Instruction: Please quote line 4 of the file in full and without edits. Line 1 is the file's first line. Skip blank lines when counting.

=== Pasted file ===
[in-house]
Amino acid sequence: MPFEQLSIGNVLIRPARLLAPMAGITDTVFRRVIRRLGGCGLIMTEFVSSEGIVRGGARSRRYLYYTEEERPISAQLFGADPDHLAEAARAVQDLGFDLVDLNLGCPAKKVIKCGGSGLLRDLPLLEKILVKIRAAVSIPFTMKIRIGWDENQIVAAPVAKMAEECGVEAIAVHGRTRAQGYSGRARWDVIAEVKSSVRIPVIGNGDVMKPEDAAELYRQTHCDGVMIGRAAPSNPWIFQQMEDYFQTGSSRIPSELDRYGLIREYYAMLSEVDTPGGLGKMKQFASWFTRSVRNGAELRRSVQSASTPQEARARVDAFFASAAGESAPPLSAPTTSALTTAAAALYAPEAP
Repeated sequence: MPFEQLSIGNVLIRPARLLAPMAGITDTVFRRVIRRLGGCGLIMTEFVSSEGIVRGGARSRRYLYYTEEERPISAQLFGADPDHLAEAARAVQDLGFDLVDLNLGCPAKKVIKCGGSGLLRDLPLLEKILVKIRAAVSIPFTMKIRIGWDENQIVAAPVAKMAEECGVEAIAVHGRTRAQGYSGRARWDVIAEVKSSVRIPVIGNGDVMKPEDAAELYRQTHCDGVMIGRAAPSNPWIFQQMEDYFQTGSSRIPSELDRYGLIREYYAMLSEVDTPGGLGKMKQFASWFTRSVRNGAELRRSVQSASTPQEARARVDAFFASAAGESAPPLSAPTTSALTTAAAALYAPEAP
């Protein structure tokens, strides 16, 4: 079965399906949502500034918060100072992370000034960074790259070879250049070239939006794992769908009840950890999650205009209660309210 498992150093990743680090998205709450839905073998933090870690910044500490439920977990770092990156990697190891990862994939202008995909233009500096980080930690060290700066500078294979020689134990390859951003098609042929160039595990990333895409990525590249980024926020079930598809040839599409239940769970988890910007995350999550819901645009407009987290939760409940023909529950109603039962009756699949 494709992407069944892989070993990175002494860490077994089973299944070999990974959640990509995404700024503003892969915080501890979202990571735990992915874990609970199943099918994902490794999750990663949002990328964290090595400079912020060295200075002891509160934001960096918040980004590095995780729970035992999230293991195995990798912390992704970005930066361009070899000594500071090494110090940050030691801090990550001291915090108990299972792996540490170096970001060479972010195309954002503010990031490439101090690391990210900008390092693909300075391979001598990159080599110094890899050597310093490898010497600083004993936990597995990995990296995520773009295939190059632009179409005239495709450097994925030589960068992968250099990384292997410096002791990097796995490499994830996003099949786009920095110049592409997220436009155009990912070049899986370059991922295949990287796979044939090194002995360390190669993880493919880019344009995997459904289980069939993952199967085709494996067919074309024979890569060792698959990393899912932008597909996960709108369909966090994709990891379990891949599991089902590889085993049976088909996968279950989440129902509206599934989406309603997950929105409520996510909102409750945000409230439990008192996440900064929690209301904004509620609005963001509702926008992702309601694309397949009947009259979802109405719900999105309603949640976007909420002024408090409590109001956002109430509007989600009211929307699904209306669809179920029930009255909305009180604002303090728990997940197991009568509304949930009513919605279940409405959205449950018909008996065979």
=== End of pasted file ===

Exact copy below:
């Protein structure tokens, strides 16, 4: 079965399906949502500034918060100072992370000034960074790259070879250049070239939006794992769908009840950890999650205009209660309210 498992150093990743680090998205709450839905073998933090870690910044500490439920977990770092990156990697190891990862994939202008995909233009500096980080930690060290700066500078294979020689134990390859951003098609042929160039595990990333895409990525590249980024926020079930598809040839599409239940769970988890910007995350999550819901645009407009987290939760409940023909529950109603039962009756699949 494709992407069944892989070993990175002494860490077994089973299944070999990974959640990509995404700024503003892969915080501890979202990571735990992915874990609970199943099918994902490794999750990663949002990328964290090595400079912020060295200075002891509160934001960096918040980004590095995780729970035992999230293991195995990798912390992704970005930066361009070899000594500071090494110090940050030691801090990550001291915090108990299972792996540490170096970001060479972010195309954002503010990031490439101090690391990210900008390092693909300075391979001598990159080599110094890899050597310093490898010497600083004993936990597995990995990296995520773009295939190059632009179409005239495709450097994925030589960068992968250099990384292997410096002791990097796995490499994830996003099949786009920095110049592409997220436009155009990912070049899986370059991922295949990287796979044939090194002995360390190669993880493919880019344009995997459904289980069939993952199967085709494996067919074309024979890569060792698959990393899912932008597909996960709108369909966090994709990891379990891949599991089902590889085993049976088909996968279950989440129902509206599934989406309603997950929105409520996510909102409750945000409230439990008192996440900064929690209301904004509620609005963001509702926008992702309601694309397949009947009259979802109405719900999105309603949640976007909420002024408090409590109001956002109430509007989600009211929307699904209306669809179920029930009255909305009180604002303090728990997940197991009568509304949930009513919605279940409405959205449950018909008996065979």